Guidelines for Graders and TAs for Prof. Cole's Courses

1. Always give feedback in the comments section on eLearning.  If you take off points, the student must know why.  If the student does well, praise is in order.  This also helps me track student progress. Remember that the point of having them write programs is so they can learn, and your feedback is an important part of that process.
2. Prompt feedback is important to students.  Assignments must be graded and grades available to the student within 7 calendar days of the due date.  If you cannot do this, please let me know as soon as you know.  Therefore, please get an early start on grading.  Never procrastinate because you don't know what to do.  Contact me.  I'll generally get in touch with you shortly after I give an assignment.
3. Read the assignment specification carefully before you start grading.  If necessary, especially for the first few assignments and large projects, come and talk with me about grading and we can do a few together so you can get a feel for serious problems versus minor errors.  I generally keep a text file of common errors and how many points to take off for each, from which I can copy and paste.  For nearly every programming assignment I give, comments are 10% of the grade.  If there are no comments, always take off the full 10 points.  If there are no header comments, always take off at least 5 points.  A perfect score is reserved for truly excellent work.
4. Consistency of grading is crucial.  If you take off five points for incorrect output in one case in a program, every other program you grade must also take off 5 points for that same kind of error.  If possible, grade an assignment for the entire class at one sitting so you don't have to go back to it.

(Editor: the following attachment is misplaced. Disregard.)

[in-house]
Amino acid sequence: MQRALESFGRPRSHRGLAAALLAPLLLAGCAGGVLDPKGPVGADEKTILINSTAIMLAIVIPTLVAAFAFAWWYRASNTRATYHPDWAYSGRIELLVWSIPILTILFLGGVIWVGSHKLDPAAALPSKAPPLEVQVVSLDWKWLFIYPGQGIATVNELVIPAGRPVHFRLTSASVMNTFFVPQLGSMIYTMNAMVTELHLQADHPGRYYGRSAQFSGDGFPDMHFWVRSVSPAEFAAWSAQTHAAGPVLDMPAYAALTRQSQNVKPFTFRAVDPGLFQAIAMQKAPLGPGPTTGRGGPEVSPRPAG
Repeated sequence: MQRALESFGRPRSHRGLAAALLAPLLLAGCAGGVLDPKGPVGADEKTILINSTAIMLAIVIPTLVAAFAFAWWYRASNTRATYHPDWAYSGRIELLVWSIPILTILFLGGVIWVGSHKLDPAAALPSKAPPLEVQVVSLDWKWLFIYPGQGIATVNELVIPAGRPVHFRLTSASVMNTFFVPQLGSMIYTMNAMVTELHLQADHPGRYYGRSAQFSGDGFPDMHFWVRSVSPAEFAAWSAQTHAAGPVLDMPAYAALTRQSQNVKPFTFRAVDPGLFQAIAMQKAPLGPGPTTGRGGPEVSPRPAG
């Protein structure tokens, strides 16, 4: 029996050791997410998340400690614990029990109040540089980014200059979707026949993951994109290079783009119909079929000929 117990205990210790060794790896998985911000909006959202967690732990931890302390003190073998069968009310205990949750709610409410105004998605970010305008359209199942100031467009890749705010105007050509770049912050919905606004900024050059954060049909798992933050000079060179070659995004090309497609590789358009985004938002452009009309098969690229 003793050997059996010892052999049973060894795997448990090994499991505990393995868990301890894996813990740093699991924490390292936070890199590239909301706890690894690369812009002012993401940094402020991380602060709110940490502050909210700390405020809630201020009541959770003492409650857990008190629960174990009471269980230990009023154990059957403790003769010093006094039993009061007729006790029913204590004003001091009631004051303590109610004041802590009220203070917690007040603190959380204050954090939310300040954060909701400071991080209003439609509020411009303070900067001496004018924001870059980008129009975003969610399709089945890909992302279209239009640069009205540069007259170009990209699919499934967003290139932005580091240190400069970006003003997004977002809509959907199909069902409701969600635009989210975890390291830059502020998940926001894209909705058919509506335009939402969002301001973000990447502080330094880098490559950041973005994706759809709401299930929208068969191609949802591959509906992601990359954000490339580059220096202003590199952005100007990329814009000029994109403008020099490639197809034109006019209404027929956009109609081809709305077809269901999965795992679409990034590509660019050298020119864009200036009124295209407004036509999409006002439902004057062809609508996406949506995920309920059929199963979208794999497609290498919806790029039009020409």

5. Give students the benefit of the doubt.  If a student goes beyond the stated requirements, do not take off points.  For example, some programs for introductory courses do not require error checking, but some students will include that.  Or the program will meet the requirements but also have some additional features.  Do not give lower grades for this kind of creativity and extra work.
6. The policy for late work is generally that the student loses 20 points per day late, and that work submitted more than five days late is worth a zero.  There may be exceptions to this on occasion, but I will inform you of them via e-mail or in person.  Otherwise, apply the penalties and inform the student in the comments.
7. Hide the grade column from students when you start and unhide it when you have graded all submissions.  That will let you go back and make changes should you decide to take off more or fewer points for a particular problem.  When you have graded everything, remember to make the column visible again.
8. If a program doesn't compile for you, remember that it probably did compile for the student, so look for the real reason.  Especially in introductory courses such as CS1337, students may use different compilers.  I'll tell them which compiler we're going to use for grading so they can make sure it runs with that one.  Deduct points only if you have verified that there are actual errors, not compiler differences. 
9. For graders who are paid hourly only: When you put your hours on your timesheet, also send me an e-mail with some description of what you did.  This does not need to be long, just things like: "3/1/2016: Office hours 2:00 to 4:00" or "3/3/2016: Graded assignment 3, 5 hours."  Hours will only be approved after I get your e-mail.